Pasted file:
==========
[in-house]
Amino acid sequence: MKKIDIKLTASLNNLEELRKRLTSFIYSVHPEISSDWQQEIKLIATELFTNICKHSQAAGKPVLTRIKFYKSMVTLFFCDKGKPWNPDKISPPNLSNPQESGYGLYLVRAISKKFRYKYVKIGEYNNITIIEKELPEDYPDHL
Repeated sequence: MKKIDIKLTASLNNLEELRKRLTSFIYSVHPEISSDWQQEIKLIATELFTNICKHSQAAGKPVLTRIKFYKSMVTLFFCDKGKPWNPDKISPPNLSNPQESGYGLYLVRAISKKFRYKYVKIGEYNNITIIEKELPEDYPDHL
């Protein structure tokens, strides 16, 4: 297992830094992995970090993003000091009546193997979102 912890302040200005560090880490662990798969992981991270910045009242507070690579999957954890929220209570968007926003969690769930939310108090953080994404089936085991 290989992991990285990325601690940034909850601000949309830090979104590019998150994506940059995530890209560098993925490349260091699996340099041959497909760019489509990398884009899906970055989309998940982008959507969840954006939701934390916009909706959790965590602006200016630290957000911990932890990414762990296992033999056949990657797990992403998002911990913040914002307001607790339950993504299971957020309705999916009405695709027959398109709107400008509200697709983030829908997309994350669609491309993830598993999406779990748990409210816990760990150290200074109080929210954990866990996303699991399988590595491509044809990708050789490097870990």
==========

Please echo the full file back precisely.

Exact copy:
[in-house]
Amino acid sequence: MKKIDIKLTASLNNLEELRKRLTSFIYSVHPEISSDWQQEIKLIATELFTNICKHSQAAGKPVLTRIKFYKSMVTLFFCDKGKPWNPDKISPPNLSNPQESGYGLYLVRAISKKFRYKYVKIGEYNNITIIEKELPEDYPDHL
Repeated sequence: MKKIDIKLTASLNNLEELRKRLTSFIYSVHPEISSDWQQEIKLIATELFTNICKHSQAAGKPVLTRIKFYKSMVTLFFCDKGKPWNPDKISPPNLSNPQESGYGLYLVRAISKKFRYKYVKIGEYNNITIIEKELPEDYPDHL
């Protein structure tokens, strides 16, 4: 297992830094992995970090993003000091009546193997979102 912890302040200005560090880490662990798969992981991270910045009242507070690579999957954890929220209570968007926003969690769930939310108090953080994404089936085991 290989992991990285990325601690940034909850601000949309830090979104590019998150994506940059995530890209560098993925490349260091699996340099041959497909760019489509990398884009899906970055989309998940982008959507969840954006939701934390916009909706959790965590602006200016630290957000911990932890990414762990296992033999056949990657797990992403998002911990913040914002307001607790339950993504299971957020309705999916009405695709027959398109709107400008509200697709983030829908997309994350669609491309993830598993999406779990748990409210816990760990150290200074109080929210954990866990996303699991399988590595491509044809990708050789490097870990």